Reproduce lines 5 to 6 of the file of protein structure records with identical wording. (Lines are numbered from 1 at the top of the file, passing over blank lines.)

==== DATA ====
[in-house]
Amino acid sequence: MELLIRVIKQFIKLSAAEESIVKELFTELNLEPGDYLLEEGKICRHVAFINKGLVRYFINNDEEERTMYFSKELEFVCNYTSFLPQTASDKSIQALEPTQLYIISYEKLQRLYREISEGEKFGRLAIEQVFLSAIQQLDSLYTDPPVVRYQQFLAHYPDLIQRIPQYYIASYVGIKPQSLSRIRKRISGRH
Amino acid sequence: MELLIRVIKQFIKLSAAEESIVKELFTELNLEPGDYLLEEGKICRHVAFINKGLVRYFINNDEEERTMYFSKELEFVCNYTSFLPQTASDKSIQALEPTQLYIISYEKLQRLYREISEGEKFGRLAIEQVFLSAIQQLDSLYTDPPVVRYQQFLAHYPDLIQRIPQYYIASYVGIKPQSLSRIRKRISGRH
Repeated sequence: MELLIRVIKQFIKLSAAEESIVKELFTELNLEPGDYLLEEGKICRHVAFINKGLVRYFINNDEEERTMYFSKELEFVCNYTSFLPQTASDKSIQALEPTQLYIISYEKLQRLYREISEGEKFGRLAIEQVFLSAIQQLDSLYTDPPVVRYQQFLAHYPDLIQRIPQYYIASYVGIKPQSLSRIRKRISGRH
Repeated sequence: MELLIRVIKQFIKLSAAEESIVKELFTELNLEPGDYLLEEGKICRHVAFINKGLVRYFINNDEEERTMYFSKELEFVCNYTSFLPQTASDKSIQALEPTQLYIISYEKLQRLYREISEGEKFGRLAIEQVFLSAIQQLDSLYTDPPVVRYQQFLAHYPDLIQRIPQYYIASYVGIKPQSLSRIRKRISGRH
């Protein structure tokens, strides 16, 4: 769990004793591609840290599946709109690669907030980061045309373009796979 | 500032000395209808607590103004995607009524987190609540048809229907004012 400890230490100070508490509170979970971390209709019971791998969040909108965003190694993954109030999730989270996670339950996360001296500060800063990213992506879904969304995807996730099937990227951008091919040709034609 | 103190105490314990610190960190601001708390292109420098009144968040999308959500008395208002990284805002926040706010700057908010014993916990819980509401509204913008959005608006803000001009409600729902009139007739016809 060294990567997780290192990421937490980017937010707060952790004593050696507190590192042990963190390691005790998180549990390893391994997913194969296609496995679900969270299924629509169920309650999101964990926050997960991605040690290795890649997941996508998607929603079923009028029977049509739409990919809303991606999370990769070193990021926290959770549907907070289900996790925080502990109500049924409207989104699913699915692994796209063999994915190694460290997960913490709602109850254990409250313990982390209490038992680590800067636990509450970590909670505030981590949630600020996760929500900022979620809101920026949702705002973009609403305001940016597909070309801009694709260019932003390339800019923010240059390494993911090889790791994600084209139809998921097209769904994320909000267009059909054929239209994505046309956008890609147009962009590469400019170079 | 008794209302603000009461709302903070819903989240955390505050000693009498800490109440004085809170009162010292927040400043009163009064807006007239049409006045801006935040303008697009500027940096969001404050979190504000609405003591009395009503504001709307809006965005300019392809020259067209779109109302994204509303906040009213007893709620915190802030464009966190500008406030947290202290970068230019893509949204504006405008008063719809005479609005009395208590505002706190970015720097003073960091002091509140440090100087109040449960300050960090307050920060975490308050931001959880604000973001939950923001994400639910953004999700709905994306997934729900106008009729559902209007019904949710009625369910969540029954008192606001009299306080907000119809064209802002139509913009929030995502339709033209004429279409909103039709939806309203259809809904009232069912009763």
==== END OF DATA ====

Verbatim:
Repeated sequence: MELLIRVIKQFIKLSAAEESIVKELFTELNLEPGDYLLEEGKICRHVAFINKGLVRYFINNDEEERTMYFSKELEFVCNYTSFLPQTASDKSIQALEPTQLYIISYEKLQRLYREISEGEKFGRLAIEQVFLSAIQQLDSLYTDPPVVRYQQFLAHYPDLIQRIPQYYIASYVGIKPQSLSRIRKRISGRH
């Protein structure tokens, strides 16, 4: 769990004793591609840290599946709109690669907030980061045309373009796979 | 500032000395209808607590103004995607009524987190609540048809229907004012 400890230490100070508490509170979970971390209709019971791998969040909108965003190694993954109030999730989270996670339950996360001296500060800063990213992506879904969304995807996730099937990227951008091919040709034609 | 103190105490314990610190960190601001708390292109420098009144968040999308959500008395208002990284805002926040706010700057908010014993916990819980509401509204913008959005608006803000001009409600729902009139007739016809 060294990567997780290192990421937490980017937010707060952790004593050696507190590192042990963190390691005790998180549990390893391994997913194969296609496995679900969270299924629509169920309650999101964990926050997960991605040690290795890649997941996508998607929603079923009028029977049509739409990919809303991606999370990769070193990021926290959770549907907070289900996790925080502990109500049924409207989104699913699915692994796209063999994915190694460290997960913490709602109850254990409250313990982390209490038992680590800067636990509450970590909670505030981590949630600020996760929500900022979620809101920026949702705002973009609403305001940016597909070309801009694709260019932003390339800019923010240059390494993911090889790791994600084209139809998921097209769904994320909000267009059909054929239209994505046309956008890609147009962009590469400019170079 | 008794209302603000009461709302903070819903989240955390505050000693009498800490109440004085809170009162010292927040400043009163009064807006007239049409006045801006935040303008697009500027940096969001404050979190504000609405003591009395009503504001709307809006965005300019392809020259067209779109109302994204509303906040009213007893709620915190802030464009966190500008406030947290202290970068230019893509949204504006405008008063719809005479609005009395208590505002706190970015720097003073960091002091509140440090100087109040449960300050960090307050920060975490308050931001959880604000973001939950923001994400639910953004999700709905994306997934729900106008009729559902209007019904949710009625369910969540029954008192606001009299306080907000119809064209802002139509913009929030995502339709033209004429279409909103039709939806309203259809809904009232069912009763």